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Benthic Habitat Mapping Using High-Resolution Image Mosaicking

By Hamed Bagheri
Graduate Student
Engineering and Applied Science

and
Vincent Lecours
Ph.D. Student
Department of Geography
Memorial University of Newfoundland
Newfoundland and Labrador, Canada




These diagrams show (a) the overlap between sequential image frames and (b) translation and rotation parameters from a submersibleís movement affecting image frames and the overlap area.

Benthic ecosystems of most continental shelves, slopes and seamounts are altered by the use of bottom-contact fishing gears and other human activities, such as hydrocarbon drilling and seabed mining. Such activities can impact the structure and function of benthic habitats directly and indirectly.

For example, physical disturbances of the seabed can produce changes in local water flow and sedimentation patterns, which are important for suspension feeders like cold-water corals and sponges. Partial or complete destruction of benthic habitats can reduce the number of species, their abundance, richness and diversity.

In recent decades, efforts have been made to study these remote environments. Mapping seafloor habitats based on speciesí environmental preferences is often the first step when implementing scientific management, monitoring environmental change and assessing the impacts of disturbance on benthic habitats.

The GeoHab (Marine Geological and Biological Habitat Mapping) international symposium defines benthic habitat mapping as representing physically distinct areas of the seafloor that are associated with a particular assemblage of species. The rapid and recent evolution of technologies has helped provide an almost complete coverage of the seafloor at increasingly higher resolutions.

A new image mosaicking method can facilitate benthic species count recorded from ROV video data. The method creates image mosaics from overlapping images, helping the video data analyst to avoid counting individual organisms twice when an area is surveyed a second time. This improves the accuracy of species distribution maps used to produce benthic habitat maps.


In-Situ Observation of the Seabed
The direct observation of underwater video data allows for an accurate representation of speciesí distribution and abundance that can improve habitat maps. Knowledge of the geomorphology (e.g., shape of the seafloor) and the surficial geology (e.g., type of substrate) gained from video data collected where specific benthic organisms live helps characterize habitats and test environmental variables that can be good predictors of species distribution.

High-resolution videos also provide relatively accurate views of the seafloor, which can be used to corroborate or complete data collected using other technologies, such as multibeam echosounder systems. Another advantage of the video data is the ability of being analyzed online or offline, and the possibility of extracting image frames if necessary.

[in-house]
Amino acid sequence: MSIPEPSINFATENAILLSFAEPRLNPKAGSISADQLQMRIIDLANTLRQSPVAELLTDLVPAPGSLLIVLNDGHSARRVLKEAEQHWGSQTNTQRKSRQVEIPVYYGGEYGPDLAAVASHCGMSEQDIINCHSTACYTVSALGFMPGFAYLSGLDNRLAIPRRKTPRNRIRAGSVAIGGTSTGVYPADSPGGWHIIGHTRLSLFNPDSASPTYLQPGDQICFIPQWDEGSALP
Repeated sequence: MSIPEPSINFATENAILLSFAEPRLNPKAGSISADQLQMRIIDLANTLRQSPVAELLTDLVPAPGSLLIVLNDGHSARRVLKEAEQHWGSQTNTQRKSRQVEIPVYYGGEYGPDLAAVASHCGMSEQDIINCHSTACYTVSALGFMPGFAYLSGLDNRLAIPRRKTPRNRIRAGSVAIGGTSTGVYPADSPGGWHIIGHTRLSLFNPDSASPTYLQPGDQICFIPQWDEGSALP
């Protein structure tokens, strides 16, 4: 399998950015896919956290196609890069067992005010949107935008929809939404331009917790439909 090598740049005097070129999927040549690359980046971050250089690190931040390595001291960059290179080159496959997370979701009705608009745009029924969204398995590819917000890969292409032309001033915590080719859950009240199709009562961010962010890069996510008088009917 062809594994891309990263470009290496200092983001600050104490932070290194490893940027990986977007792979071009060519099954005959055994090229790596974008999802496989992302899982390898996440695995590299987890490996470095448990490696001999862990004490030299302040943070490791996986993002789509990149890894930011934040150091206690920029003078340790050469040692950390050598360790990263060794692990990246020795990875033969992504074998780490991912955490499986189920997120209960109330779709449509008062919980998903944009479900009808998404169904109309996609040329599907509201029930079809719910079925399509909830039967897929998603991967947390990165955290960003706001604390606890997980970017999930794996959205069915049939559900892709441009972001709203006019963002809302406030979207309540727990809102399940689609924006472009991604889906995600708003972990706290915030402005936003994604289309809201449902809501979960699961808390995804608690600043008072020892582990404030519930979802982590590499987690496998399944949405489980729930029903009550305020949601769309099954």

A major application of underwater video data in marine sciences is to count and georeference relevant features that are captured in the video, such as biological organisms. Nevertheless, an important issue in using video data for assessing the distribution and abundance of benthic species is the multiple-counting problem, which is counting several times the same feature that appears in several video scenes, a problem that can lead to inflated species counts and inaccurate statistics.

Multiple counting is a problem for machine-reading or automated video analysis, as well as the manual counting process. Assuming that an analyst performed a count properly, there are still conditions that can make the multiple counting possible. For example, a feature can be counted several times if it appears in multiple images or more than once in a video stream.

Overlapping images or videos could happen when the dives are planned for mosaicking or when collecting full coverage of a region of the seafloor. This situation can also occur in dives that had changes to the navigation plan resulting from the topography of the seafloor or scientists requesting exploratory navigation while observing interesting features in real time. These common situations can generate overlaps between sequential images where the submersible is following a route or images taken from adjacent or crossing tracks.

The proposed solution for the problems of multiple counting and overlapping images is to create a photomosaic of the seafloor with imagery data in which each feature only appears once. To continue this article please click here.


Hamed Bagheri has a masterís in computer engineering from Memorial University of Newfoundland. He received his bachelorís in electrical engineering from Mazandaran University in 2006. His masterís thesis focuses on digital image processing and underwater image mosaicking.

Vincent Lecours is a Ph.D. student working in the Marine Geomatics Research Lab of Memorial University of Newfoundland. He received his bachelorís in applied geomatics from the Universitť de Sherbrooke in 2011. He is studying cold-water coral and sponge habitats in Canada using multiscale bathymetric data analyses.




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